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Therapists are more familiar with burnout than most. As this mental health struggle grows alongside stressful work changes, more and more therapists are guiding their patients through the process of healing. But how many mental health professionals are dealing with burnout themselves?

It’s often ill-advised to pathologize or diagnose yourself in this profession, but recognizing the struggle is important for continuing to help others.

Why Are Mental Health Professionals At Risk?

‘Psychic Poisoning’

Carl Jung, the notable psychologist he was, recognized that psychologists and therapists were at higher risk of mental stress and fatigue. This is due to the nature of being in close contact with patients that are in pain, grieving, or traumatized. He believed that mental health professionals can be ‘infected’ with their patient’s struggles – a so-called ‘psychic poisoning.’

‘Vicarious Trauma’

Connected to this, those who focus their work on trauma-informed treatment can experience ‘vicarious traumatization.’ This is the result of empathic engagement with the traumatic material connected to patients. Being empathic and sympathetic is important in therapy, but can pose its own unique risks to the professional.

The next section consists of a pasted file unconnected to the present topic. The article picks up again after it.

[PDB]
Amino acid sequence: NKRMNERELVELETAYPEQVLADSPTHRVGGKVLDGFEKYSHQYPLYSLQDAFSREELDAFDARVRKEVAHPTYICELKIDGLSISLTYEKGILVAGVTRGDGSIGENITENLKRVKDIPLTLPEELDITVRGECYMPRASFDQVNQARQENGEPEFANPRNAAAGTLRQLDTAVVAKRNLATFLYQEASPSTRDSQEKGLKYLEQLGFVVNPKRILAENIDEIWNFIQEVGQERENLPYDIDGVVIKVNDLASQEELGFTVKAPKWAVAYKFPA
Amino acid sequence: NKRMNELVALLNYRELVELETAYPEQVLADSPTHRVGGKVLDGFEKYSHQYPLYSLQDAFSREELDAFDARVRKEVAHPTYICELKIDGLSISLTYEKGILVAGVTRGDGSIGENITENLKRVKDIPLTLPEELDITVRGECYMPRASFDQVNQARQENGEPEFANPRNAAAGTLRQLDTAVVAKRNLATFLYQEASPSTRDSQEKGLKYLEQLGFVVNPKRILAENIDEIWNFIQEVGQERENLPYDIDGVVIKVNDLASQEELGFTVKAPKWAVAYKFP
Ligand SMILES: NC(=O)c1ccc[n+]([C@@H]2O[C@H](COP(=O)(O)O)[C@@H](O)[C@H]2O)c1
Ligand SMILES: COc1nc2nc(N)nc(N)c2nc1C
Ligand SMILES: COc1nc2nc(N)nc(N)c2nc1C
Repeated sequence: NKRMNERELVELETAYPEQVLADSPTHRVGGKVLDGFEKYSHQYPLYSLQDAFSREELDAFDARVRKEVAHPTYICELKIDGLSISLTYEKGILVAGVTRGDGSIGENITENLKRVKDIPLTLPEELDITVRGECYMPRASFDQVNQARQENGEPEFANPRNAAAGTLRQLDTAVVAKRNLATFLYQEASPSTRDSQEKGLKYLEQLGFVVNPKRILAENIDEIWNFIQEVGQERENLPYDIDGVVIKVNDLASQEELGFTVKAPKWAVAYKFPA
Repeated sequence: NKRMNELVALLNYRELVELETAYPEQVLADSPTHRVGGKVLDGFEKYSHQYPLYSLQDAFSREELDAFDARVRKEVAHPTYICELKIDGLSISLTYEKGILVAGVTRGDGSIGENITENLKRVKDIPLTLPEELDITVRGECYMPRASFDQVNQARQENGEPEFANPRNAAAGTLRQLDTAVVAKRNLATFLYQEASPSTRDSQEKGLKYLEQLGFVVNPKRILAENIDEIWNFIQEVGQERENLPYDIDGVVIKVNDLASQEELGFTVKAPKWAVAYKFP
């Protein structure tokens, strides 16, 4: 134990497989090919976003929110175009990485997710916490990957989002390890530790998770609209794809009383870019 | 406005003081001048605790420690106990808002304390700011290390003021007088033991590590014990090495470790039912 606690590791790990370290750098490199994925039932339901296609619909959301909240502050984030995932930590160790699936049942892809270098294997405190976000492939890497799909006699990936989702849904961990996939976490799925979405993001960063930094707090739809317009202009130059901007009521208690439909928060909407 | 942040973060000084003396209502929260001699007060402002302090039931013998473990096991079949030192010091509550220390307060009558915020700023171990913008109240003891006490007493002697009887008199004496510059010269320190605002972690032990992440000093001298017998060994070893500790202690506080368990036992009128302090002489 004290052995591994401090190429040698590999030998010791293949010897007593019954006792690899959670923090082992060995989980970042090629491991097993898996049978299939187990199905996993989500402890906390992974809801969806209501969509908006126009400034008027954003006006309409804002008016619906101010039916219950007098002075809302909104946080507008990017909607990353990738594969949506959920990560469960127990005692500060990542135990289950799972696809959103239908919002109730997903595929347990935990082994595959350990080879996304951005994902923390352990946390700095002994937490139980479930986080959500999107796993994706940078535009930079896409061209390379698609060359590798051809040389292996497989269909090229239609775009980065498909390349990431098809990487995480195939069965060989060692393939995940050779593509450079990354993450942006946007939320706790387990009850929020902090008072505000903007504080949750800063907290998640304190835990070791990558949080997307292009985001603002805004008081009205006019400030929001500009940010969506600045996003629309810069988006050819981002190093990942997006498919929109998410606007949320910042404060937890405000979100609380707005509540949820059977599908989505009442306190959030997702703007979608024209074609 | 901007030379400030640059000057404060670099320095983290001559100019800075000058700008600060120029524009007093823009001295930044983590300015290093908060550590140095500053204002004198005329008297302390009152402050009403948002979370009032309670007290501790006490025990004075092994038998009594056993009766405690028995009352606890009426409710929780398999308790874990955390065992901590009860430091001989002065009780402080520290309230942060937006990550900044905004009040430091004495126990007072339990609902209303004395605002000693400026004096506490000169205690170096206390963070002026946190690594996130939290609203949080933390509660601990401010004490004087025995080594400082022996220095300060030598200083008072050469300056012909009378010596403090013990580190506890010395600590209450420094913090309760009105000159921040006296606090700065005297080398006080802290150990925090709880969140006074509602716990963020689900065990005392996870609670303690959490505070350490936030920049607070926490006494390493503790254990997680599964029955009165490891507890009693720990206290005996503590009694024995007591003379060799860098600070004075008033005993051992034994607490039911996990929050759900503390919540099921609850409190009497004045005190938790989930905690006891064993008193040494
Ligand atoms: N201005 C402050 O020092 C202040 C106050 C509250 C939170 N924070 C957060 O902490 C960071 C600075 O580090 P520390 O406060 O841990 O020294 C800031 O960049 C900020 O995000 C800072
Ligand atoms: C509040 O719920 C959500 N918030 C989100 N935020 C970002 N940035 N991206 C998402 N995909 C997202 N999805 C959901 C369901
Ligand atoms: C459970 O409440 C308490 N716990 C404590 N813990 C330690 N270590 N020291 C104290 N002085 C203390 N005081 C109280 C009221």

Being Built-up or Knocked Down

When receiving mental health treatment, many patients develop a complicated relationship with their therapist. Some find themselves elevating the therapist on a pedestal – while others vilify or resent the presence. Others erratically bounce between these feelings. This can be stressful and difficult to manage for the therapist, causing doubts or mental stress.

Recovery Isn’t Linear

Therapy isn’t a profession with a clear finish line. Being mentally healthy is a long, often never-ending process. This can be discouraging to many in the field, and be a cause of frustration for both patient and therapist.

These are just a few of the major difficulties that mental health professionals face. These are difficult to manage and can cause them to be more at risk of experiencing burnout. But this is not a definite result of the profession by any means. Therapists are well-versed in major methods to avoid burnout, but as a refresher:

  • Take regular vacations, and find healthy ways to disconnect from your work.
  • Utilize professional, support, or other groups that can help you find consultation.
  • Find your passion for work again, or perhaps reevaluate your reasons for working.
  • Maintain a healthy work-life balance

For many, burnout seems unavoidable. For others, it can come out of nowhere. But whether you see yourself as vulnerable or not, every mental health professional should practice what they preach.